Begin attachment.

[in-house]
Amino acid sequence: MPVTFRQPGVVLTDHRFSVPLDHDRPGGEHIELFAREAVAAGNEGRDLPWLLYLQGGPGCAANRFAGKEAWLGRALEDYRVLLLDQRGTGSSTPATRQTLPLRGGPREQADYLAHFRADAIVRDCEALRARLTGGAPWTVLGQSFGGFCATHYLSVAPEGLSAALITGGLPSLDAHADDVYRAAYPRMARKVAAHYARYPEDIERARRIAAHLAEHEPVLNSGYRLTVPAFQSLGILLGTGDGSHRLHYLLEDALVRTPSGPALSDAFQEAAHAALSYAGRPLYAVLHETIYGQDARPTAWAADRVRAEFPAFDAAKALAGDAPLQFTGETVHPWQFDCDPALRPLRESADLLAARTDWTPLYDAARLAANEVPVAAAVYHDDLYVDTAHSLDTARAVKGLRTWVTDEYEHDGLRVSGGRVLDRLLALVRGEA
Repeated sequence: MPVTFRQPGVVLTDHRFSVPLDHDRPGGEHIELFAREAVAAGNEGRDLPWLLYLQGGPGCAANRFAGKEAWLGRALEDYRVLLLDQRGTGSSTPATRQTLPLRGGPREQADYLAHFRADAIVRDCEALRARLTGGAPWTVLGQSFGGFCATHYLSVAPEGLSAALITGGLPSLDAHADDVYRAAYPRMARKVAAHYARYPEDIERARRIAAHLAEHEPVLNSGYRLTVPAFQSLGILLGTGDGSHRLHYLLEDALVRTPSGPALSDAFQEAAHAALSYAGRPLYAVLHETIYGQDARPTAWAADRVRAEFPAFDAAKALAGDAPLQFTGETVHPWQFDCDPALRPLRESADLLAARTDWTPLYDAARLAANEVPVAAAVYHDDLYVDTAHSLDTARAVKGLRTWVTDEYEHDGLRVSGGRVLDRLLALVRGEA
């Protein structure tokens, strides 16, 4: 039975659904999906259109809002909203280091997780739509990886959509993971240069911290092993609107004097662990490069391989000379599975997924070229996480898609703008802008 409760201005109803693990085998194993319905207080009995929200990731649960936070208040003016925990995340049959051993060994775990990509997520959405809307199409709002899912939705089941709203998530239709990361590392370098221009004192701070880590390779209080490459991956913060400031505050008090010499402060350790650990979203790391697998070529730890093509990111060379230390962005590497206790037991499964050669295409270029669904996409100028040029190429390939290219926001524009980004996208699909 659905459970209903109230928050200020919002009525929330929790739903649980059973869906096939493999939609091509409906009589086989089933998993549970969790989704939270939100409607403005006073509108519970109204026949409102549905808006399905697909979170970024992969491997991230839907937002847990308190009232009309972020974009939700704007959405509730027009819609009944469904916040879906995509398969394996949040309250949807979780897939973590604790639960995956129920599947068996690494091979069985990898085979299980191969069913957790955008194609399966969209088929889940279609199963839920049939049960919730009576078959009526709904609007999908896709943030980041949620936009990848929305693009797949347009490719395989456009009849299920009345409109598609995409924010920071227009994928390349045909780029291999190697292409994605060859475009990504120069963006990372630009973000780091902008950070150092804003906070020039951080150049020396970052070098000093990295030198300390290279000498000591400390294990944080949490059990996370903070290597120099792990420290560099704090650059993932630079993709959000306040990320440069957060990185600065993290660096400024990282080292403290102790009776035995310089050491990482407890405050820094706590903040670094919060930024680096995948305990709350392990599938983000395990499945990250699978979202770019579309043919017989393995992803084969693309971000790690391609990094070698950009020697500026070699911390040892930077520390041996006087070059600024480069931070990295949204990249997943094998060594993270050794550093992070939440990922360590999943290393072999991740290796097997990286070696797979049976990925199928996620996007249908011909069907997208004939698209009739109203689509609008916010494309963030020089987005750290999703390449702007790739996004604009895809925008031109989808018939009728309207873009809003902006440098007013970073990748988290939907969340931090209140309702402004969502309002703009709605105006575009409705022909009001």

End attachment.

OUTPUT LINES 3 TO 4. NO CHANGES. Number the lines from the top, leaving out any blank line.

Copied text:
Repeated sequence: MPVTFRQPGVVLTDHRFSVPLDHDRPGGEHIELFAREAVAAGNEGRDLPWLLYLQGGPGCAANRFAGKEAWLGRALEDYRVLLLDQRGTGSSTPATRQTLPLRGGPREQADYLAHFRADAIVRDCEALRARLTGGAPWTVLGQSFGGFCATHYLSVAPEGLSAALITGGLPSLDAHADDVYRAAYPRMARKVAAHYARYPEDIERARRIAAHLAEHEPVLNSGYRLTVPAFQSLGILLGTGDGSHRLHYLLEDALVRTPSGPALSDAFQEAAHAALSYAGRPLYAVLHETIYGQDARPTAWAADRVRAEFPAFDAAKALAGDAPLQFTGETVHPWQFDCDPALRPLRESADLLAARTDWTPLYDAARLAANEVPVAAAVYHDDLYVDTAHSLDTARAVKGLRTWVTDEYEHDGLRVSGGRVLDRLLALVRGEA
């Protein structure tokens, strides 16, 4: 039975659904999906259109809002909203280091997780739509990886959509993971240069911290092993609107004097662990490069391989000379599975997924070229996480898609703008802008 409760201005109803693990085998194993319905207080009995929200990731649960936070208040003016925990995340049959051993060994775990990509997520959405809307199409709002899912939705089941709203998530239709990361590392370098221009004192701070880590390779209080490459991956913060400031505050008090010499402060350790650990979203790391697998070529730890093509990111060379230390962005590497206790037991499964050669295409270029669904996409100028040029190429390939290219926001524009980004996208699909 659905459970209903109230928050200020919002009525929330929790739903649980059973869906096939493999939609091509409906009589086989089933998993549970969790989704939270939100409607403005006073509108519970109204026949409102549905808006399905697909979170970024992969491997991230839907937002847990308190009232009309972020974009939700704007959405509730027009819609009944469904916040879906995509398969394996949040309250949807979780897939973590604790639960995956129920599947068996690494091979069985990898085979299980191969069913957790955008194609399966969209088929889940279609199963839920049939049960919730009576078959009526709904609007999908896709943030980041949620936009990848929305693009797949347009490719395989456009009849299920009345409109598609995409924010920071227009994928390349045909780029291999190697292409994605060859475009990504120069963006990372630009973000780091902008950070150092804003906070020039951080150049020396970052070098000093990295030198300390290279000498000591400390294990944080949490059990996370903070290597120099792990420290560099704090650059993932630079993709959000306040990320440069957060990185600065993290660096400024990282080292403290102790009776035995310089050491990482407890405050820094706590903040670094919060930024680096995948305990709350392990599938983000395990499945990250699978979202770019579309043919017989393995992803084969693309971000790690391609990094070698950009020697500026070699911390040892930077520390041996006087070059600024480069931070990295949204990249997943094998060594993270050794550093992070939440990922360590999943290393072999991740290796097997990286070696797979049976990925199928996620996007249908011909069907997208004939698209009739109203689509609008916010494309963030020089987005750290999703390449702007790739996004604009895809925008031109989808018939009728309207873009809003902006440098007013970073990748988290939907969340931090209140309702402004969502309002703009709605105006575009409705022909009001």